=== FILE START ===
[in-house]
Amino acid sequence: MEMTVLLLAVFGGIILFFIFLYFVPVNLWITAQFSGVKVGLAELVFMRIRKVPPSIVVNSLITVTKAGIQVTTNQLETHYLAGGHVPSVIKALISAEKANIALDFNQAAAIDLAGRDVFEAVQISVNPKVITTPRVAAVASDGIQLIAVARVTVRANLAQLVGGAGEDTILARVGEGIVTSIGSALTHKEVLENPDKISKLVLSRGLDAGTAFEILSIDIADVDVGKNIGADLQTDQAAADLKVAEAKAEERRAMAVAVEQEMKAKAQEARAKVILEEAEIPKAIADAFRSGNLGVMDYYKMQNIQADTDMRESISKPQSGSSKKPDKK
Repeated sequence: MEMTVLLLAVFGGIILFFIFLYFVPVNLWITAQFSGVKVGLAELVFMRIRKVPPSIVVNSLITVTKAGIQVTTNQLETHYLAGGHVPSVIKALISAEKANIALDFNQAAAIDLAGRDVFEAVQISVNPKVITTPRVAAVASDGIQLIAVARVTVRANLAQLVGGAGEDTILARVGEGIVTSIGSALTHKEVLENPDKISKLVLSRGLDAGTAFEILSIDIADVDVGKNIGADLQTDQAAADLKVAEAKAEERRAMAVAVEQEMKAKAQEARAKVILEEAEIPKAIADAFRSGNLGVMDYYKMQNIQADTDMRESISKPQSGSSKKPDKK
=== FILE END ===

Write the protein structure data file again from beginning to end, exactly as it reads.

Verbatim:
[in-house]
Amino acid sequence: MEMTVLLLAVFGGIILFFIFLYFVPVNLWITAQFSGVKVGLAELVFMRIRKVPPSIVVNSLITVTKAGIQVTTNQLETHYLAGGHVPSVIKALISAEKANIALDFNQAAAIDLAGRDVFEAVQISVNPKVITTPRVAAVASDGIQLIAVARVTVRANLAQLVGGAGEDTILARVGEGIVTSIGSALTHKEVLENPDKISKLVLSRGLDAGTAFEILSIDIADVDVGKNIGADLQTDQAAADLKVAEAKAEERRAMAVAVEQEMKAKAQEARAKVILEEAEIPKAIADAFRSGNLGVMDYYKMQNIQADTDMRESISKPQSGSSKKPDKK
Repeated sequence: MEMTVLLLAVFGGIILFFIFLYFVPVNLWITAQFSGVKVGLAELVFMRIRKVPPSIVVNSLITVTKAGIQVTTNQLETHYLAGGHVPSVIKALISAEKANIALDFNQAAAIDLAGRDVFEAVQISVNPKVITTPRVAAVASDGIQLIAVARVTVRANLAQLVGGAGEDTILARVGEGIVTSIGSALTHKEVLENPDKISKLVLSRGLDAGTAFEILSIDIADVDVGKNIGADLQTDQAAADLKVAEAKAEERRAMAVAVEQEMKAKAQEARAKVILEEAEIPKAIADAFRSGNLGVMDYYKMQNIQADTDMRESISKPQSGSSKKPDKK